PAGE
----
On Samsø: interview 'biofuel' Eric, visit Samsø energy academy and Ballen Brundy Heating Plant, take ferry from Kolby Kas to Kalundborg and drive to Copenhagen.

Samsø is an island of 4000 or so people. What makes the island unusual is that it is a net energy exporter. Groups of islanders have formed co-operatives to build and run power stations like the straw burning Ballen Brundy plant and wind-farms both on and off the island. The islanders are now looking at the next stage of their plan to be both energy independent and to create new jobs. They are now considering replacing their carbon fuelled vehicles with electric vehicles. (Richard).

 

Thursday 10th June: Copenhagen

Lunch being prepared in Cafe Europa. Photo credit: Rose DeLarrabeiti.

Interview Move About, interview Gert Jakobsen from DFDS on an electric powered boat (Den Grimme Aelling), Lunch with Jens Nørgaard in his Cafe Europe, board ferry to Oslo.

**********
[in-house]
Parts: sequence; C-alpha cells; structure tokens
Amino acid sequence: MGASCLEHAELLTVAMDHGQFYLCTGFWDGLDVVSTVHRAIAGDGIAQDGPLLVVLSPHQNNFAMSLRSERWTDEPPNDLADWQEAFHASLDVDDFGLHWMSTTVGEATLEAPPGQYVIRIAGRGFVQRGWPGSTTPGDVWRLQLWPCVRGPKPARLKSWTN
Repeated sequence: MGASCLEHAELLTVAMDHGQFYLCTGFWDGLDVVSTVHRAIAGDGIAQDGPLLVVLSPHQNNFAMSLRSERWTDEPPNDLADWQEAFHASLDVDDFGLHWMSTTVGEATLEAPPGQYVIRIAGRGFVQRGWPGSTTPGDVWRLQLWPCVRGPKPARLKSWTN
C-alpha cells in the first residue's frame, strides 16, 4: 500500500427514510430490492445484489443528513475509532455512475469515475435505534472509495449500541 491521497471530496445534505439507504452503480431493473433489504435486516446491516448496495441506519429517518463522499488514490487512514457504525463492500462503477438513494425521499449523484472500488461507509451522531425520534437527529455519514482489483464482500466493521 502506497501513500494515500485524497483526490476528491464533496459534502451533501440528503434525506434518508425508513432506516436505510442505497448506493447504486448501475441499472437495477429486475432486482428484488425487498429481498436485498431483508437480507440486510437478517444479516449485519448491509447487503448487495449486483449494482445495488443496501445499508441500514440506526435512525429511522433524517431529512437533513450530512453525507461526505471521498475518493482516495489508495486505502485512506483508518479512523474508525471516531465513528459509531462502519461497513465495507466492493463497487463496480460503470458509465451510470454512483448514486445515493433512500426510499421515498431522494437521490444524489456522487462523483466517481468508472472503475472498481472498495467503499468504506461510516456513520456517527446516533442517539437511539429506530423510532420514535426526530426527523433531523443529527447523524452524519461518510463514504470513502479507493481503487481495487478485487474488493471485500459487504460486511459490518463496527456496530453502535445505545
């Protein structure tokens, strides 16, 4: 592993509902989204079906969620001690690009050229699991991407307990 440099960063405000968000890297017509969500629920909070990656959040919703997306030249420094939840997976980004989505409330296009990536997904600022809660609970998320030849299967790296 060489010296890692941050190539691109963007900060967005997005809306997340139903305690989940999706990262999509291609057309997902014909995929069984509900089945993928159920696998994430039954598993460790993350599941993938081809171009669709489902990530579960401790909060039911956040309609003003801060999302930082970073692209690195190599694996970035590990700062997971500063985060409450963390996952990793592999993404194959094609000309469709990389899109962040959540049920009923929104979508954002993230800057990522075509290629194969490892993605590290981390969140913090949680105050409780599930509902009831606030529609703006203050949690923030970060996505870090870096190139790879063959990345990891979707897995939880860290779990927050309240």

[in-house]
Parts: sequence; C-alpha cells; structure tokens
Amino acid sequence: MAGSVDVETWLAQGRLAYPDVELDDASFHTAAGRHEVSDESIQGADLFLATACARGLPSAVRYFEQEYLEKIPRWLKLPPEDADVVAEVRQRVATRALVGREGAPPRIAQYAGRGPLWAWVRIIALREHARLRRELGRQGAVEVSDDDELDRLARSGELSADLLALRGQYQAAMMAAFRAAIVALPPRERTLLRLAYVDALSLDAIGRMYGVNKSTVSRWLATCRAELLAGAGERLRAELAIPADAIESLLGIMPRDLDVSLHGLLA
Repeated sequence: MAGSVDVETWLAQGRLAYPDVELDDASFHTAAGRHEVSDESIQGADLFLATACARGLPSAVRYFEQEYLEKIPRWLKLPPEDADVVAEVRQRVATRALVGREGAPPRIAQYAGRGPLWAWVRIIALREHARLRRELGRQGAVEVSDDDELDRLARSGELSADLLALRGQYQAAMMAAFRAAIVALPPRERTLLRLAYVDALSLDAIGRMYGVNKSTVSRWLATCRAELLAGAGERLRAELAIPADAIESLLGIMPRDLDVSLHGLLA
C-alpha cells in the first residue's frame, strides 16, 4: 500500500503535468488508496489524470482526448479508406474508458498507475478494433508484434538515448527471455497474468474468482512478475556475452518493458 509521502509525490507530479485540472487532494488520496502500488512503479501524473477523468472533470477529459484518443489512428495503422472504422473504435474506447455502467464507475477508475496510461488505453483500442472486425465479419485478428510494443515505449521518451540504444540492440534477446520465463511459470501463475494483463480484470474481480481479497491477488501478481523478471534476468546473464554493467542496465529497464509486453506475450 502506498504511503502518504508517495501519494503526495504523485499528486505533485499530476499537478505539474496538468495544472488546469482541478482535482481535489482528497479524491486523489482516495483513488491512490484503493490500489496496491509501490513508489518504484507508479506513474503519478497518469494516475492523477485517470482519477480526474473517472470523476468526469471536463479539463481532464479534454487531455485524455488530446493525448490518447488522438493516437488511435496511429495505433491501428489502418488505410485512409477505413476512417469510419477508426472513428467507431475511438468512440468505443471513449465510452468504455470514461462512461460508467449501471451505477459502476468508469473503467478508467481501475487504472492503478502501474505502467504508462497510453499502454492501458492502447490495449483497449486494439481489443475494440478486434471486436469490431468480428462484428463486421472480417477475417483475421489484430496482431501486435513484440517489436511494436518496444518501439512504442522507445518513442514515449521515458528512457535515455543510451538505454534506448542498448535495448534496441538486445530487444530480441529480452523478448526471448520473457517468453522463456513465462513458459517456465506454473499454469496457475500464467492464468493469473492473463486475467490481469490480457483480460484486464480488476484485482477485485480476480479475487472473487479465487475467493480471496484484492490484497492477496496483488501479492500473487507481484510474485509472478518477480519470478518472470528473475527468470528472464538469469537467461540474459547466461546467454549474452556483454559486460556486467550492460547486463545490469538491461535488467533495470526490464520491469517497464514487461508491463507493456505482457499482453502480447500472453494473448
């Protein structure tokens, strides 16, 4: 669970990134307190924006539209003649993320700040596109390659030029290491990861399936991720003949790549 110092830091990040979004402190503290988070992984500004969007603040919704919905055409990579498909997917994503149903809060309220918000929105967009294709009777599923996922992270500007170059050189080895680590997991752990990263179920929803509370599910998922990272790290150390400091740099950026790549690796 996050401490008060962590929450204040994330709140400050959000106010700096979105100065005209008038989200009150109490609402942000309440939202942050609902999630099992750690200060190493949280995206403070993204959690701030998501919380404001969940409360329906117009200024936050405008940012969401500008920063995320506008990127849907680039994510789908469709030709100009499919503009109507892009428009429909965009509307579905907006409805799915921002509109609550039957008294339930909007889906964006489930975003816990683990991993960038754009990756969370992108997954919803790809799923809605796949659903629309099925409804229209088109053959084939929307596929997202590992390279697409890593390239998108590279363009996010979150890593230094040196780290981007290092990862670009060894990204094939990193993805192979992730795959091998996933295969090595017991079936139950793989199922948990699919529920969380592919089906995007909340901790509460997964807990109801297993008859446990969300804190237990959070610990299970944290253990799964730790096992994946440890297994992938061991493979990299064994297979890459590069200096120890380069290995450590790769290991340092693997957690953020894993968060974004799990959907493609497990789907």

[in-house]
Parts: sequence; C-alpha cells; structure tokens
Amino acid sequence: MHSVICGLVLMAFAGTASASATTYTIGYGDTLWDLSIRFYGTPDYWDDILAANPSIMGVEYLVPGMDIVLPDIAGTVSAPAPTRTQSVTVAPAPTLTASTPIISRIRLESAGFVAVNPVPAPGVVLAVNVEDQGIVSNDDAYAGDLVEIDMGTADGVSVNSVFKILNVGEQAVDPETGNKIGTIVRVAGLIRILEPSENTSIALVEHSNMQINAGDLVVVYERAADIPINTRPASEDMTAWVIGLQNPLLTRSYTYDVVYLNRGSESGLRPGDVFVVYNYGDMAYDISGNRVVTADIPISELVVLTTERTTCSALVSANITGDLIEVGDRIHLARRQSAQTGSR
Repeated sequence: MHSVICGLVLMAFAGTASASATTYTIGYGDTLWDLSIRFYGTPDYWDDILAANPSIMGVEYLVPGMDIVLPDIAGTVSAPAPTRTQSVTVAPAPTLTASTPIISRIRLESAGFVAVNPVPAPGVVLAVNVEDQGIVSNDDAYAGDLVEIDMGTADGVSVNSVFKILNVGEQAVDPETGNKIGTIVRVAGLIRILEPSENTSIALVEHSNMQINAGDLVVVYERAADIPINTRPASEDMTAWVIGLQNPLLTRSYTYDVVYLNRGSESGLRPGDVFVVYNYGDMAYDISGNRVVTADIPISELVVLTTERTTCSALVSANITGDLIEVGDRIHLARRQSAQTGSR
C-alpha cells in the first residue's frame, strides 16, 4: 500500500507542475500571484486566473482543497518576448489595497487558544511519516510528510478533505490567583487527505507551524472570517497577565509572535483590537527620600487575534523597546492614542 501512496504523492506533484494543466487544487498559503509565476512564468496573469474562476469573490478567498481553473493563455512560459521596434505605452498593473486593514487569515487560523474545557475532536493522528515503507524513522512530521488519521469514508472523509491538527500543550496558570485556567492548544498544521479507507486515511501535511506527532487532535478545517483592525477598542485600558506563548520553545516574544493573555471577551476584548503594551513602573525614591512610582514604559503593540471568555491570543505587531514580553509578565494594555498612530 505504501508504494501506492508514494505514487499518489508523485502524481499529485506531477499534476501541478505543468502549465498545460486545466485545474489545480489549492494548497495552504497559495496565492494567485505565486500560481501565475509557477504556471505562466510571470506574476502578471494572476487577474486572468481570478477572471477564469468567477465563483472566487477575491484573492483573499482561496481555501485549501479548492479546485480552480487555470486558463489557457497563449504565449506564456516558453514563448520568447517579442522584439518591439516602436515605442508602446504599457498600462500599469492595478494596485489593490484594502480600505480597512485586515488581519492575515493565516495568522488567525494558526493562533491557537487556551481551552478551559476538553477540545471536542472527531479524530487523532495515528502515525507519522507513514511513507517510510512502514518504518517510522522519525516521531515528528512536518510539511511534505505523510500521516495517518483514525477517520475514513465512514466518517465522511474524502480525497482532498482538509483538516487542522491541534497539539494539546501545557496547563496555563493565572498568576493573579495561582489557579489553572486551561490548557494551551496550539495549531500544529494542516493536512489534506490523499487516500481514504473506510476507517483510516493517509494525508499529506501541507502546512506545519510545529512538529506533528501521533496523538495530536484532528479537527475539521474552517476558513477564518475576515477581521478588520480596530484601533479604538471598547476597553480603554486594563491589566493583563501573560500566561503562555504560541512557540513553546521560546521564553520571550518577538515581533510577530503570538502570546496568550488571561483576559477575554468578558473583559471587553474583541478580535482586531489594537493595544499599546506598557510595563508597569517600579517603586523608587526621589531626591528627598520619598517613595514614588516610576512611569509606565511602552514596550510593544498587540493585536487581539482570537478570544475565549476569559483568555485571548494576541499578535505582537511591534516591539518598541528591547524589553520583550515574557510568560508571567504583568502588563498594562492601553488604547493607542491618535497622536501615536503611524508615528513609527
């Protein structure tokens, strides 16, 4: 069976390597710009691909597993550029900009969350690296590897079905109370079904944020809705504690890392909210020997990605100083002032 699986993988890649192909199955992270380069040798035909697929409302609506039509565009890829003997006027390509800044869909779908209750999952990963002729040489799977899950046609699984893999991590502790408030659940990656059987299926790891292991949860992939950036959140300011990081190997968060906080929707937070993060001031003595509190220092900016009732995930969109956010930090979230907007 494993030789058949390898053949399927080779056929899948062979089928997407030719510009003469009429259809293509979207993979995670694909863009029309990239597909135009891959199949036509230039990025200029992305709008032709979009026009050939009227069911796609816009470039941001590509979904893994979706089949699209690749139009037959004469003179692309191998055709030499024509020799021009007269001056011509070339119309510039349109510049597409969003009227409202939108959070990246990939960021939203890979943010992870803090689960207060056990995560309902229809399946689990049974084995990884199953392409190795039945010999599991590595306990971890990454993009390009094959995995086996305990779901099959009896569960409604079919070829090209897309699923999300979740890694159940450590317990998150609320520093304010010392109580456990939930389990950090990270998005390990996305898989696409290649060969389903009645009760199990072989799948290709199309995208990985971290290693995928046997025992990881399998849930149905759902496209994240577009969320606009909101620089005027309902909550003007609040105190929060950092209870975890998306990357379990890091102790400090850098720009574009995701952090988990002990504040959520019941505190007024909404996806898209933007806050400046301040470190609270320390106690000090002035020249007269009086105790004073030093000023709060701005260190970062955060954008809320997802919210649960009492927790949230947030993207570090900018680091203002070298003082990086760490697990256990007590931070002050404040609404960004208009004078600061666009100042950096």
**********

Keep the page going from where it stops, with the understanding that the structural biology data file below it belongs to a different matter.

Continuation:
After interviewing people from the car-share scheme, Move About, we enjoyed a quiet and smooth glide around the Copenhagen canals in electric boat Den Grimme Aelling (the Ugly Duckling) followed by a superb lunch in Cafe Europa. The cafes owner, Jens Nørgaard is an EV car enthusiast.

 

Friday 11th June: Arrive Oslo, on to Gottenburg

Electric Volvo C30. Credit: Volvo press image.

Arrive in Oslo, meet and join an EV convoy, lunch at THINK, leave Oslo for Gottenburg, meet English Punk Band from Oldham - Extinction of Mankind - on way to camp-site. Peter goes on ahead to meet Volvo.